Archive for February, 2017


Should we be concerned? Is now the time to speak out, speak up and show up, to protest the bureaucratic structures that impose an “otherness” on those with Arabic looks and Arabic names. Is now the time to resist words and processes that seek to convince us of the danger perceived by those who are not like us? 

Henry Rousso, a Jew exiled to France from Egypt following the imposition of anti-Semitic measures by Nasser in 1956, was on his way from Paris to speak at Texas A&M in College Station. But all did not go according to plan. He was, instead, detained by Customs and Border Patrol (CBP), in spite of the fact that Nasser is a French citizen. Rousso was about to be deported when someone got word to the University. (Washington Post, Feb 26, 2017, 2:12 p.m.)

Muhammad Ali, Jr. and his mother, Khalilah Camacho-Ali (the son and second wife of the great boxer Muhammad Ali) were detained at a Florida airport by Immigration officials. Camacho-Ali was released after showing a photo of her with her husband, but Ali, Jr. was detained for two hours and asked repeatedly, “Where did you get your name from?” And “Are you Muslim?” (USA Today, Feb 24, 2017 8:00 p.m.)

“They were just doing their job,” you might say of the work of CBP. Their job is “to keep us safe.” Therefore, what they did is okay. But moral choices are made each and every day by those who are “just doing their job.”

Zygmunt Bauman explores the place of the ordinariness of bureaucrats just doing their job in the machinery of German extermination of millions of Jews and non-Aryans. He notes that “Stalin’s and Hitler’s victims were not killed in a dull, mechanical fashion with no emotions—hatred included—to enliven it. They were killed because they did not fit … the scheme of a perfect society…They were eliminated, so that an objectively better world could be established … a harmonious world, conflict-free … People … with ineradicable blight of their past or origin could not be fitted into such unblemished, healthy and shining world…They had to be eliminated…The more rational is the organization, of action, the easier it is to cause suffering—and remain at peace with oneself (Bauman, Modernity and the Holocaust, 91-92, 155).”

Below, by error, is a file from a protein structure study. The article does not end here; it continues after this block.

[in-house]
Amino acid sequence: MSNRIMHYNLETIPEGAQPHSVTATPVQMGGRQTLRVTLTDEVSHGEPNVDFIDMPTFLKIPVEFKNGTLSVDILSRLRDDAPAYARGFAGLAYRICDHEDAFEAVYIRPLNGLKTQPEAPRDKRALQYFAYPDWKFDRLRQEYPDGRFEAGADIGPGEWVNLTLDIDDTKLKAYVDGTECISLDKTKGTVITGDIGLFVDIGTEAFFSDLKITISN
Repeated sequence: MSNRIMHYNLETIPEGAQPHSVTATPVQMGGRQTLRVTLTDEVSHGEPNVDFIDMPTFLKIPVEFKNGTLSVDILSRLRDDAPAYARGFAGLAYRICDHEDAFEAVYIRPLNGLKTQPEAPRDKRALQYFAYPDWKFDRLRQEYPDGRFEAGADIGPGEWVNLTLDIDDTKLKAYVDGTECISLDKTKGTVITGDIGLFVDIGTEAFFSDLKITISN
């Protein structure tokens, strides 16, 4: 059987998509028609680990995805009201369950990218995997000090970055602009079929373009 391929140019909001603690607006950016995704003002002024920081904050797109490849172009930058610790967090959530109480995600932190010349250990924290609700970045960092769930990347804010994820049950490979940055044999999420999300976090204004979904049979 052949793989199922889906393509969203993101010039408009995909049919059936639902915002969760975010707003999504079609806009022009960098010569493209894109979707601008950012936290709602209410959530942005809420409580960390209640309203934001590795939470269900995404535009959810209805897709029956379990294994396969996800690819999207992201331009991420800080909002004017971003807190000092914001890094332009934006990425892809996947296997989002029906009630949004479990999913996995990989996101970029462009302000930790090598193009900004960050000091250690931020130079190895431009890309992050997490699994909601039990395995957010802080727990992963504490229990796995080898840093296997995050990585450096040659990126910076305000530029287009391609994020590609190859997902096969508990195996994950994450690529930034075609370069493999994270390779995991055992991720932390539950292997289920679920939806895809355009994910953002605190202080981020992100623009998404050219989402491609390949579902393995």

We have rationalized the actions coming out of Washington and the concomitant work of ICE and CBP as “necessary” to keep us safe. Bauman continues, “It was not public rejoicing, but public indifference which ‘became a reinforcing strand in the noose inexorably tightening around hundreds of thousands of necks.’ Racism is a policy first, ideology second. Like all politics, it needs organization, managers and experts. Like all policies, it requires for its implementation a division of labour and an effective isolation of the task from the disorganizing effect of improvisation and spontaneity. It demands that the specialists are left undisturbed and free to proceed with their task. … The design gives it the legitimization; state bureaucracy gives it the vehicle; and the paralysis of society gives it the ‘road clear’ sign (Bauman, 74; 114).”

Moral outrage is made more difficult when we are able to separate ourselves from “others,” from those not like us, when we are able to separate ourselves from the process that depersonalizes and dehumanizes those who are different. No one need claim responsibility when distance and “otherness” builds a wall of separation between us and them. It was this separation, notes Bauman, which made it possible for thousands to kill, and for millions of others to watch the murders without protesting. “It was the technological and bureaucratic achievement of modern rational society which made such a separation possible.”

When should we resist? When should we speak out? Yesterday is not too soon!

Eric Godal penned this after his mother was deported back to Nazi Germany. She was murdered at the hands of Nazis.

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